Informed written consent was obtained from all parents or guardians before enrollment of children in the study. Approval for the study was obtained from the Research Ethics Committee of the University of Guerrero according to the ethical guidelines of 2008 Declaration of Helsinki.

Clinical and anthropometric measurements

Body weight was determined using a Tanita body composition monitor (Tanita BC-553, Arlington, USA) and height was measured to the nearest 0.1 cm using a stadiometer (Seca, Hamburg, Germany). From these measurements, body mass index was calculated (BMI = weight/height2, kg/m2). The circumferences were measured by duplicate using a diameter tape accurate to within ± 0.1 cm (Seca 201, Hamburg, Germany). Waist circumference was measured at the level of the umbilicus and the superior iliac crest. The measurement was made at the end of a normal expiration while the subjects stood upright, with feet together and arms hanging freely at the sides. Hip circumference was measured at the maximum point below the waist, without compressing the skin. The waist-to-hip ratio was calculated as waist/hip. The thickness of four skinfolds was measured to the nearest 0.1 mm, in duplicate, using skinfold caliper (Dynatronics Co, Salt Lake City, USA): triceps, biceps, subscapular and suprailiac. The duplicate measures were averaged.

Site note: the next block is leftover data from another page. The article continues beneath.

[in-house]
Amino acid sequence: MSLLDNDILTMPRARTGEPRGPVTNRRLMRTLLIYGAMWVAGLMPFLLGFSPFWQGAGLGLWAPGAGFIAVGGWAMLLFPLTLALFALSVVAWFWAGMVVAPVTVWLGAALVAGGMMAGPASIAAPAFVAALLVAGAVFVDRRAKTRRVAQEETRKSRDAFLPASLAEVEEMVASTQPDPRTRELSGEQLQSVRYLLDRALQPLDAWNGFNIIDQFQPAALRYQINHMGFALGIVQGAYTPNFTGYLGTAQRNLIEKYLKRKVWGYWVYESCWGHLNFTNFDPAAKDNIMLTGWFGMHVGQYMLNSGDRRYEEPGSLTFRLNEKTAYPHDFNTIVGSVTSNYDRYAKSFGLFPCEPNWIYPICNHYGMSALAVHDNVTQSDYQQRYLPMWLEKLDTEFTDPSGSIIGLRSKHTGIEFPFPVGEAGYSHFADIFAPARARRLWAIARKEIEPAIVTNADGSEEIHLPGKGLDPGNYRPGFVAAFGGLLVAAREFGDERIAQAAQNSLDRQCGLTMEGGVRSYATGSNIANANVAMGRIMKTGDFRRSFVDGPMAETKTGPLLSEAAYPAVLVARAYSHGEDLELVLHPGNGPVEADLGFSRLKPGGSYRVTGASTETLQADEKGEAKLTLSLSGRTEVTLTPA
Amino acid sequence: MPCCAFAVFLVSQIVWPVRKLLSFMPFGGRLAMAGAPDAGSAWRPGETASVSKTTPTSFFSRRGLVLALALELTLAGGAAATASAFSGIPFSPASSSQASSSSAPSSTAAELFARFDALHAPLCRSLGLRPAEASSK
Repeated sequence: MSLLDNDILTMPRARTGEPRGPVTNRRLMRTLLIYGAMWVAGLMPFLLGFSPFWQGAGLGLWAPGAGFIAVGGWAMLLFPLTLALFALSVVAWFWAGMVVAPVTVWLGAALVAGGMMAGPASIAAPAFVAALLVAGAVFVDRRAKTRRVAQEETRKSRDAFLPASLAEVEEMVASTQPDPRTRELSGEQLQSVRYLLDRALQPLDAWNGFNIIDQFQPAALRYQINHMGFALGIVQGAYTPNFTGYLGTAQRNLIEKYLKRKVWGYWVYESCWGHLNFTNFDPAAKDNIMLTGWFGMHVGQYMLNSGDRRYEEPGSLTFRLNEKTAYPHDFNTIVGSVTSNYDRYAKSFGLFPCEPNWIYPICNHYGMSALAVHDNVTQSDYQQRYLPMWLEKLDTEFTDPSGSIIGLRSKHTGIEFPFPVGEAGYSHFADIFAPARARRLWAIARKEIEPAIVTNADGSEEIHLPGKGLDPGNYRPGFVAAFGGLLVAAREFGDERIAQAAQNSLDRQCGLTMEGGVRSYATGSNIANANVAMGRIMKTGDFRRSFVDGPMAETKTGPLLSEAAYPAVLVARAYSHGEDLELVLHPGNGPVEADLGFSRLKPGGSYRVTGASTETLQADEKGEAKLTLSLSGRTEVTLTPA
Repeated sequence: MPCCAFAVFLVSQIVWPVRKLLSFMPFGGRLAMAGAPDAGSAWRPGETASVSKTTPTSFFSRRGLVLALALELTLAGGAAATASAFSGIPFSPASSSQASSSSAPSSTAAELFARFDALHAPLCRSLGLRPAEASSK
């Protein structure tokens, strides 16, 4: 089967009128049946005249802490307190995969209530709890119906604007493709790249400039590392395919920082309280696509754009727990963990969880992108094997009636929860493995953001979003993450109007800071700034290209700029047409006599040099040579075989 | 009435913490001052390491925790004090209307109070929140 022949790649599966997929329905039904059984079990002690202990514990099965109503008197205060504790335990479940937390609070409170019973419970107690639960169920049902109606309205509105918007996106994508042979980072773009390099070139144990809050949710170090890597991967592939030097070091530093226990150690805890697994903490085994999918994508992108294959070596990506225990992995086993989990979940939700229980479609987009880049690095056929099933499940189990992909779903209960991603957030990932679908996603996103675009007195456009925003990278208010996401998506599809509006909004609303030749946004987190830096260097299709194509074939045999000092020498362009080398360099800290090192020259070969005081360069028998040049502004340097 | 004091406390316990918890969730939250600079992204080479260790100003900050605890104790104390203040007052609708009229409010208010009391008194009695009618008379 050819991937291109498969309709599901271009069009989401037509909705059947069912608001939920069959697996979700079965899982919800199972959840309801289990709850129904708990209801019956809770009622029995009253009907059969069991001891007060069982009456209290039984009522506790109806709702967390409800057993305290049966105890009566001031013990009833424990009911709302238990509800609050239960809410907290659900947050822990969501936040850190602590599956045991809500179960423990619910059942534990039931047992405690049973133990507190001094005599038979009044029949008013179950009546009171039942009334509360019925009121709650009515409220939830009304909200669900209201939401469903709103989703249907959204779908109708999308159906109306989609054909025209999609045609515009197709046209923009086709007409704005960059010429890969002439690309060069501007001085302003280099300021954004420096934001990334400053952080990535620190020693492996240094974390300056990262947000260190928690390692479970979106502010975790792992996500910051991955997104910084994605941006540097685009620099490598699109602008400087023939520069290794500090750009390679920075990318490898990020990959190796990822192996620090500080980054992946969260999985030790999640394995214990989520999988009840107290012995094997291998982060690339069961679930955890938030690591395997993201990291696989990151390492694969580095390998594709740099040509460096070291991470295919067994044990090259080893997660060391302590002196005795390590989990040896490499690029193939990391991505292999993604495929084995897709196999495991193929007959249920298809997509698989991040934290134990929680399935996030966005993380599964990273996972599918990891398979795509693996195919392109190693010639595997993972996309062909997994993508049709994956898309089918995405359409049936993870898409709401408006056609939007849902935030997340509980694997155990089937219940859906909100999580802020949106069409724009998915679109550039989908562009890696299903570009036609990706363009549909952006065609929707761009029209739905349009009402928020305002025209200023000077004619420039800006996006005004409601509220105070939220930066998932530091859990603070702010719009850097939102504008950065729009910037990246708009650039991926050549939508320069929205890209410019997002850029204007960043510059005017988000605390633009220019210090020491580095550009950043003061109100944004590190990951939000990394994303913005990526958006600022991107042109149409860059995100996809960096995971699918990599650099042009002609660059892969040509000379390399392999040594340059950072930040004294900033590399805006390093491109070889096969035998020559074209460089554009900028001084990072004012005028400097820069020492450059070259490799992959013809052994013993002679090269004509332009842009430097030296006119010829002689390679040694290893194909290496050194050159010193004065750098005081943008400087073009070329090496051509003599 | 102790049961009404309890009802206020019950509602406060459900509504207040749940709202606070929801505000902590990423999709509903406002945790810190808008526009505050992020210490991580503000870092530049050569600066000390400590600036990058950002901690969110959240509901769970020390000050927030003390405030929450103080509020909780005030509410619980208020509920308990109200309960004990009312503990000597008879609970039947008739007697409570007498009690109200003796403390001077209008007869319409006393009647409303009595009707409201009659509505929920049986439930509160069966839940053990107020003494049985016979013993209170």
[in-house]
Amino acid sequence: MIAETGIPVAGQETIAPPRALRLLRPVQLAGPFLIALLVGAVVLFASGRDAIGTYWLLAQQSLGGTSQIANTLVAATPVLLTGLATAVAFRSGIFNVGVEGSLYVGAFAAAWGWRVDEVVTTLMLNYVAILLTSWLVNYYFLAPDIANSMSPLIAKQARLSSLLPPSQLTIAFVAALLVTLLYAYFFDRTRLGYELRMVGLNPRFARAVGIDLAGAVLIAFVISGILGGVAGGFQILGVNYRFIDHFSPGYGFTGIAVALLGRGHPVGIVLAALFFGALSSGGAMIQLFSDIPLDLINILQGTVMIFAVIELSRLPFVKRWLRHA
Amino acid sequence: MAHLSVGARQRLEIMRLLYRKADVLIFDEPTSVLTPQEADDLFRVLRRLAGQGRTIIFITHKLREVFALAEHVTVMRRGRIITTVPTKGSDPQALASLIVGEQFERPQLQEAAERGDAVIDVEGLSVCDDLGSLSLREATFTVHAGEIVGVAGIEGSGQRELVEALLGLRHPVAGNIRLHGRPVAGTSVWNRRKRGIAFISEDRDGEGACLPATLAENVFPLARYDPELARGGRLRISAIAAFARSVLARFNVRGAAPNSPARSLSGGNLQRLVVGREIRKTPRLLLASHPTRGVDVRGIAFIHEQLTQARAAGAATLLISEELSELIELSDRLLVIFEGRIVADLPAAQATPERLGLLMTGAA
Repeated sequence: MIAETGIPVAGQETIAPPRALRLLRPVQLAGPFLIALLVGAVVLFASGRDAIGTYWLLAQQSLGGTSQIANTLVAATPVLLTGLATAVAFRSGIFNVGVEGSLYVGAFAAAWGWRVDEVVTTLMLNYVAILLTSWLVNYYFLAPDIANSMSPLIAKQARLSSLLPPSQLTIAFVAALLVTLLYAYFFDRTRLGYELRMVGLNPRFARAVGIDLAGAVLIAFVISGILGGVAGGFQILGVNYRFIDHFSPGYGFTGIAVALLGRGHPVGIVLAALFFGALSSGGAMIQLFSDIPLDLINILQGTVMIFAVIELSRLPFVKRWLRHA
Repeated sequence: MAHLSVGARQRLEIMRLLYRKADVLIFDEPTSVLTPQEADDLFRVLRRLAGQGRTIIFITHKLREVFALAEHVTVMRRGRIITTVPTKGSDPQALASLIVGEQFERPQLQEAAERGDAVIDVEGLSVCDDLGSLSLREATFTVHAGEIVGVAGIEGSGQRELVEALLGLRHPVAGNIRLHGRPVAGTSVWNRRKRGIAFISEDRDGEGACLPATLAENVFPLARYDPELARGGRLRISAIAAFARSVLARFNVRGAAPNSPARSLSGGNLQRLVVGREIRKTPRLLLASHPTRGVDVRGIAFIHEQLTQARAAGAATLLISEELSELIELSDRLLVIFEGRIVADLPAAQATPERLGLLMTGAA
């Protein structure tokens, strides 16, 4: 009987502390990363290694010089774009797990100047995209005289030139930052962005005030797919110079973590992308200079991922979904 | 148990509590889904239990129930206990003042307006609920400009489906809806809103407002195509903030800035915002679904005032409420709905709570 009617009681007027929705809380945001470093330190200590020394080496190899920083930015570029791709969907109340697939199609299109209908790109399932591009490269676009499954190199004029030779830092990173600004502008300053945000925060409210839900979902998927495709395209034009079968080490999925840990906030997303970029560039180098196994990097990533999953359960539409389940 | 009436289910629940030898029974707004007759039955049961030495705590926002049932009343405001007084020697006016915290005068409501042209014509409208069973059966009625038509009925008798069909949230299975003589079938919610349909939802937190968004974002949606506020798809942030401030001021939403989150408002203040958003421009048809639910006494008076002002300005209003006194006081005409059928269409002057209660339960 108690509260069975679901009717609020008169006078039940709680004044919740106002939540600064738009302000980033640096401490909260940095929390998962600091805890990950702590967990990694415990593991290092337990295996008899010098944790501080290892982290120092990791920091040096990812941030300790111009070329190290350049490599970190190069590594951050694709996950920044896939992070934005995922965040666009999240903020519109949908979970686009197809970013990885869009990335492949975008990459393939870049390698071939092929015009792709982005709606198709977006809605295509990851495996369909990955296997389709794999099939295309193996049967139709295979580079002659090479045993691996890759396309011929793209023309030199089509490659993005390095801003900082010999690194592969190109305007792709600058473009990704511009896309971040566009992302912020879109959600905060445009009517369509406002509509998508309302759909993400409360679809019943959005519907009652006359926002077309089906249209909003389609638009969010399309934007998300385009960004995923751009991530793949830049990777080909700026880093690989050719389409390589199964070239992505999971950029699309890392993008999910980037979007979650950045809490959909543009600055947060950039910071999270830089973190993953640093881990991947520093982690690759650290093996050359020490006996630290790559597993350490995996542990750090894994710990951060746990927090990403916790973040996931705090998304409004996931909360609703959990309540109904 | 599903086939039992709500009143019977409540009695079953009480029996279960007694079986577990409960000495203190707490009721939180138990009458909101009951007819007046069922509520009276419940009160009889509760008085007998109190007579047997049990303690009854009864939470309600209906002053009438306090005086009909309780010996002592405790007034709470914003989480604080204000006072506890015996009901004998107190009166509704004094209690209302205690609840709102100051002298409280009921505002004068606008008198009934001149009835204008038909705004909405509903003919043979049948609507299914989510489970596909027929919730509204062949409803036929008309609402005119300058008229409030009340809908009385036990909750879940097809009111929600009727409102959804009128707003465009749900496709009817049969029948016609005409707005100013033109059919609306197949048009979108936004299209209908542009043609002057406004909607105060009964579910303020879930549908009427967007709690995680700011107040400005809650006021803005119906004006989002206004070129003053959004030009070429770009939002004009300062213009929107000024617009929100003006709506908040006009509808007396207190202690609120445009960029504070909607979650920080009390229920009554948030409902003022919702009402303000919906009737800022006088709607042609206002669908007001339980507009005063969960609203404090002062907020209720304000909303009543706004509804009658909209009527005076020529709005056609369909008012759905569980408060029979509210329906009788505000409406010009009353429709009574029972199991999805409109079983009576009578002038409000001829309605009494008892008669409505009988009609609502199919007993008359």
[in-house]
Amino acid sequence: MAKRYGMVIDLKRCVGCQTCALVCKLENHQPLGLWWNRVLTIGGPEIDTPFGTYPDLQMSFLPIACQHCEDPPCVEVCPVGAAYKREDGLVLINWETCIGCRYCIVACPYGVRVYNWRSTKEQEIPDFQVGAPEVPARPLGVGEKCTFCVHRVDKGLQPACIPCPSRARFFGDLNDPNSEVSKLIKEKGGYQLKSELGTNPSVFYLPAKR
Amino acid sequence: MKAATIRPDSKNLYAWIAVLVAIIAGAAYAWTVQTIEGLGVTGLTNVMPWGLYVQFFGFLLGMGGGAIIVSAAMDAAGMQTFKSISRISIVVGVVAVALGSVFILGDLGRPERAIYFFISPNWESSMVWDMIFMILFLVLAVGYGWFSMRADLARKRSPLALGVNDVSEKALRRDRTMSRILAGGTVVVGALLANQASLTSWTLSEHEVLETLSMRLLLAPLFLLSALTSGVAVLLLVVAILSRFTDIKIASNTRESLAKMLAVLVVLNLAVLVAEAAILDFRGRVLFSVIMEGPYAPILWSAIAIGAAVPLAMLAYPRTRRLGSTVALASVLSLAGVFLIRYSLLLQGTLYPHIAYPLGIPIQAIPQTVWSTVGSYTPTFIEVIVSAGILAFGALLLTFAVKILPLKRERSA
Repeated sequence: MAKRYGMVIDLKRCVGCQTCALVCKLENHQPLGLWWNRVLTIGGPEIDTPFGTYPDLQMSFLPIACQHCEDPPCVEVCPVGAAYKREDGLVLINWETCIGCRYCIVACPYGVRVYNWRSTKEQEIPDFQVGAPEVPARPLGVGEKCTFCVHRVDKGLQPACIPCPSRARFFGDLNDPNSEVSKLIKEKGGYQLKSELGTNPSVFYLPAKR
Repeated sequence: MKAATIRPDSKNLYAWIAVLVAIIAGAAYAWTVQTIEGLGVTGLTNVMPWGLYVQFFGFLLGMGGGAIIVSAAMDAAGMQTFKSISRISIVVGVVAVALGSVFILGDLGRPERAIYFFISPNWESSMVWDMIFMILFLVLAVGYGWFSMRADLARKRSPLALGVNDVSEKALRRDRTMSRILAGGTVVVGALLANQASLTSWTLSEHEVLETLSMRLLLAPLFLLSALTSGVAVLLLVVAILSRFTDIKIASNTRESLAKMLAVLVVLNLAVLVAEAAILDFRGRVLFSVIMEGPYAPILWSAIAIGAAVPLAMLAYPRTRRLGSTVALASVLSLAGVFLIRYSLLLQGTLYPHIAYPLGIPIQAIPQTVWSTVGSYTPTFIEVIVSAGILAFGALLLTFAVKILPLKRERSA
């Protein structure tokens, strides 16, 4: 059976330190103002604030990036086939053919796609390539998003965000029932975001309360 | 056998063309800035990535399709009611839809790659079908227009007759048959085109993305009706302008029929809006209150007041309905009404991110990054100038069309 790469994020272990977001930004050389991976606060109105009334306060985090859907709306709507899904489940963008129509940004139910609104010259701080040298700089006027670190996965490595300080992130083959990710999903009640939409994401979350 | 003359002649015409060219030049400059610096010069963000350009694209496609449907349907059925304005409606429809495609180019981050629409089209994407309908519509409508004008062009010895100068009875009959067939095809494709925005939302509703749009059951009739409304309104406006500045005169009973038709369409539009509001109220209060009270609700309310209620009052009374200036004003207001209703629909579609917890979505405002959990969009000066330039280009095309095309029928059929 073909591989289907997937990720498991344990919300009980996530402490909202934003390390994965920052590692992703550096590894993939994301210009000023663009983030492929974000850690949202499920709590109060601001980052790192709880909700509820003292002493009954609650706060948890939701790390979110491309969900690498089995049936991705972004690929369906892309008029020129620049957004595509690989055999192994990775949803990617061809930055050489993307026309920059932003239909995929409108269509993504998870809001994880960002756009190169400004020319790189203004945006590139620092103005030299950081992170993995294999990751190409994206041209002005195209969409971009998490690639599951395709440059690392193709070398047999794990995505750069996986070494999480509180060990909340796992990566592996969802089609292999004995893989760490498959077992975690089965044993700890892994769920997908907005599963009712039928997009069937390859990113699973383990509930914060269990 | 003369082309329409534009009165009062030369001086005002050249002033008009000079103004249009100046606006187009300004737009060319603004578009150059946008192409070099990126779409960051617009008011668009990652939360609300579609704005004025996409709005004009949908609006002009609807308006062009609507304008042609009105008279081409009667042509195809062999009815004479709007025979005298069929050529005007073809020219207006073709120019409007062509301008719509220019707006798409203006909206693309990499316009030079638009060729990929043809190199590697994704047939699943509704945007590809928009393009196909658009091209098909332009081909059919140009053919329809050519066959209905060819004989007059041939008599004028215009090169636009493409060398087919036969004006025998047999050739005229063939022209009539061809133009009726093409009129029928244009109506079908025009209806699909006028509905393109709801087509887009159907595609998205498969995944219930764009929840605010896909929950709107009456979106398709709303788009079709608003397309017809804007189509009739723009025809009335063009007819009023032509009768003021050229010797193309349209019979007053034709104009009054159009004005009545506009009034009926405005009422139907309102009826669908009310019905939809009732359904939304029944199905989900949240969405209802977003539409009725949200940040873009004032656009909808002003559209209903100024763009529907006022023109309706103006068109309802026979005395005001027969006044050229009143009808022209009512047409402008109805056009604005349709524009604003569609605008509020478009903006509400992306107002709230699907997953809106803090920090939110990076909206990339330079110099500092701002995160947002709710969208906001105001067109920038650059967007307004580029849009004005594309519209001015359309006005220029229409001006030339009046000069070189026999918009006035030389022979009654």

Blood pressure (BP) was measured on the right arm of children seated and a rest for at least 5 min. Two consecutive measures were obtained at 1-min interval with an aneroid sphygmomanometer (Riester CE 0124, Jungingen, Germany). Hypertension was defined as the average of the two measurements where the systolic BP (SBP) or diastolic BP (DBP) is ≥ 95th percentile for age and gender was determined [23]. The classification of obesity was made using the 2000 Center for Disease Control and Prevention growth charts defined as normal weight 5th-85th percentiles and obesity ≥ 95th percentile [24].

Biochemical measurements and definitions

A blood sample was obtained from each child from antecubital venipuncture after overnight fast. Total serum cholesterol, triglycerides, HDL-cholesterol, LDL-cholesterol and glucose levels were obtained using a semi-automated equipment (COBAS MIRA), insulin levels were determined by immunoenzymatic assay (GenWay INS-EASIA kit).

The homeostasis model assessment of insulin resistance (HOMA-IR score) was used to determine insulin resistance in children; this score was calculated with the following formula: fasting serum insulin (μU/mL) × fasting plasma glucose (mmol/L)/22.5 taking scores ≥ 75th percentile (HOMA-IR ≥ 2.4) as the presence of insulin resistance.

We employed International Diabetes Federation proposal for metabolic syndrome definition in children aged 10-16 years old for blood glucose and lipid levels [25]. In this study, MetS was defined as the presence of three or more of the following criteria: fasting glucose levels ≥ 100 mg/dL, triglycerides ≥ 150 mg/dL, HDL-cholesterol < 40 mg/dL, obesity BMI ≥ 95th percentile, SBP and DBP ≥ 95th percentile and insulin resistance HOMA-IR ≥ 2.4.

Genotyping of -844 G/A and HindIII C/G PAI-1 polymorphism